In re Elevator Antitrust Litigation

Decision Date04 September 2007
Docket NumberDocket No. 06-3128-cv.
Citation502 F.3d 47
PartiesIn re ELEVATOR ANTITRUST LITIGATION. Transhorn, Ltd., 1775 Housing Associates, Rochdale Village, Inc., Birmingham Building Trades Towers, Inc., Triangle Housing Associates, L.P., Bay Crest Condominium Association, Olen Commercial Realty Corp., Riverbay Corp., 181 Maple Avenue Associates, D.F. Chase, Inc., Lenox Road Associates and Towers of Coral Springs Ltd., Plaintiffs-Appellants, Joseph M. Bennardi, doing business as Building Supers of Camden, Inc., doing business as Nedmac Management, Inc., Consolidated-Plaintiff-Appellant, v. United Technologies Corporation, Otis Elevator Company, Kone Corporation, Kone, Inc., Schindler Holding, Ltd., Schindler Elevator Corporation, ThyssenKrupp AG, ThyssenKrupp Elevator Capital Corp., and ThyssenKrupp Elevator Corp., Defendants-Appellees.
CourtU.S. Court of Appeals — Second Circuit

Eric Alan Isaacson (Mark Solomon, Christopher M. Burke, David W. Mitchell, Tami Falkenstein Hennick, on the brief), Lerach, Coughlin, Stoia, Geller, Rudman & Robbins LLP, San Diego, CA, for Plaintiffs-Appellants.

Mary Jane Fait, Wolf Haldenstein Adler Freeman & Herz, LLP, New York, NY, for Plaintiffs-Appellants.

Nadeem Faruqi, Antonio Vozzolo, Beth A. Keller, Faruqi & Faruqi, LLP, New York, NY, for Plaintiffs-Appellants.

Mark Leddy (Leah Brannon, on the brief), Cleary Gottlieb Steen & Hamilton, LLP, Washington, DC, for Defendants-Appellees United Technologies Corporation and Otis Elevator Company.

Kenneth M. Kramer (Jerome S. Fortinsky, Paula Howell, on the brief), Shearman & Sterling LLP, New York, NY, for Defendants-Appellees Schindler Holding Ltd. and Schindler Elevator Corporation.

Gerald Zingone (Michael Evan Jaffe, on the brief), Thelen Reid Brown Raysman & Steiner LLP, Washington, DC, for Defendants-Appellees Kone Corporation and Kone, Inc.

Terry Myers (Anthony A. Dean, on the brief), Gibbons Del Deo, Dolan, Griffinger & Vecchione, P.C., New York, NY, for Defendant-Appellee ThyssenKrupp AG.

Scott Martin (Christopher V. Roberts, on the brief), Weil Gotshal & Manges LLP, New York, NY, for Defendants-Appellees ThyssenKrupp Elevator Capital Corp., and ThyssenKrupp Elevator Corp.

A. Paul Victor, Dewey Ballantine LLP, New York, NY, for Defendants-Appellees ThyssenKrupp Elevator Capital Corp., and ThyssenKrupp Elevator Corp.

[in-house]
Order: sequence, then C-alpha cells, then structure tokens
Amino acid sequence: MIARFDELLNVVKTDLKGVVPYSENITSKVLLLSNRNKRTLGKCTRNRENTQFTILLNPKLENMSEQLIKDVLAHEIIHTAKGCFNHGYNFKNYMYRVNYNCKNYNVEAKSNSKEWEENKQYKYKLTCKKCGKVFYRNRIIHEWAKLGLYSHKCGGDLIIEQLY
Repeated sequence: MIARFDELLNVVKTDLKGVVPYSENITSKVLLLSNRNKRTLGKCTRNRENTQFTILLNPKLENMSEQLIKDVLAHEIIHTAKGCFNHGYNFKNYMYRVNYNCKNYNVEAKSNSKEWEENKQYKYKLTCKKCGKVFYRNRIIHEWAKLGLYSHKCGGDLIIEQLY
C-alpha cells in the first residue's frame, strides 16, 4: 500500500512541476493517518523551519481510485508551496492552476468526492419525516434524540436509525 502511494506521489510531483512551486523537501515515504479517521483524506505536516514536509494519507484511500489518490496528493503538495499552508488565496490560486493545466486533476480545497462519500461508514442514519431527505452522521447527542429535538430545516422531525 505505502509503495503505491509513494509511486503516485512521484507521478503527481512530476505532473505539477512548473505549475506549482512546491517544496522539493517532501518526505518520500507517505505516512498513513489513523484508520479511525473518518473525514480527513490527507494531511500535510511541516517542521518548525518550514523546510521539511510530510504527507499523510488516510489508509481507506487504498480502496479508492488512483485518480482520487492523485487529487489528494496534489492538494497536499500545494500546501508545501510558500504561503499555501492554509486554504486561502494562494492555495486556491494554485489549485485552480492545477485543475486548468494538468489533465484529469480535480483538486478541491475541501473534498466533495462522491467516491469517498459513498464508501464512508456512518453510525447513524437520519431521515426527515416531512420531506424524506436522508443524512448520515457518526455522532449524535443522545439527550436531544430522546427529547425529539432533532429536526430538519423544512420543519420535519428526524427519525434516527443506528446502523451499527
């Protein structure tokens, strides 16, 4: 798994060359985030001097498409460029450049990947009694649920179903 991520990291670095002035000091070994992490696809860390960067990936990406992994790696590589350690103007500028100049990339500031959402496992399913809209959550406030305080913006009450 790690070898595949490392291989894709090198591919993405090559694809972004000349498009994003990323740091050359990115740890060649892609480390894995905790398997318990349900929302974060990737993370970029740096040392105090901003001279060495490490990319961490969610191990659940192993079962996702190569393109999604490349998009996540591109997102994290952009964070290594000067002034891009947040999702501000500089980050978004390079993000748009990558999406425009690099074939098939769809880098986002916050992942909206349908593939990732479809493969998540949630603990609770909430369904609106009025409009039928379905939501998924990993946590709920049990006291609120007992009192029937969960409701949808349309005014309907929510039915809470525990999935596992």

Before: JACOBS, Chief Judge, STRAUB and B.D. PARKER, Circuit Judges.

PER CURIAM:

This appeal is taken from a judgment of the United States District Court for the Southern District of New York (Griesa, J.), dismissing a complaint alleging that defendant elevator companies conspired to engage in anticompetitive conduct in violation of Sections 1 and 2 of the Sherman Act, 15 U.S.C. § 1 et seq. (the "conspiracy claims"), and that they unilaterally monopolized and attempted to monopolize the maintenance market for their elevators, in violation of Section 2 of the Sherman Act (the "unilateral-monopolization claims"). We affirm. The conspiracy claims provide no plausible ground to support the inference of an unlawful agreement, and the allegations of unilateral monopolization fail to allege a prior course of dealing. Finally, the district court did not abuse its discretion by refusing leave to amend the complaint.

I

Plaintiffs represent a putative class of persons who "purchased elevators and/or elevator maintenance and repair services from defendants," sellers of elevators and maintenance services.1 2d Am. Compl. ¶¶ 5, 20-28. The complaint alleges that:

(1) Defendants conspired to fix prices for the sale and the continuing maintenance of elevators, in violation of Section 1 of the Sherman Act, 15 U.S.C. § 1 (Count I);

(2) Defendants conspired to monopolize the markets for the sale and maintenance of elevators, in violation of Section 2 of the Sherman Act, 15 U.S.C. § 2 (Count II); and

(3) Each defendant unilaterally monopolized and attempted to monopolize the maintenance market for its own elevators by making it difficult for independent maintenance companies (and each other) to service each defendant's elevators, in violation of Section 2 of the Sherman Act (Counts III-X).2

As to the conspiracy claims, plaintiffs allege that, beginning in 2000, defendants agreed:

to suppress and eliminate competition in the sale and service of elevators by fixing the price of elevators [and] replacement parts and services, rigging bids for contracts for elevator sales, allocating markets and customers for elevator sales and maintenance services, and rigging bids for contracts for elevator maintenance and repair services.

2d Am. Compl. ¶ 41. Plaintiffs assert that the conspiracy was undertaken (and its effects felt) in Europe as well as in the United States, and that the conspiracy was effected by price fixing, bid rigging, and collusion to drive independent repair companies out of business. 2d Am. Compl. ¶¶ 41-43. The complaint references various investigations into alleged antitrust violations by defendants and their affiliates, one in Italy (1998) and another by the European Commission (2004). 2d Am. Compl. ¶¶ 62-69.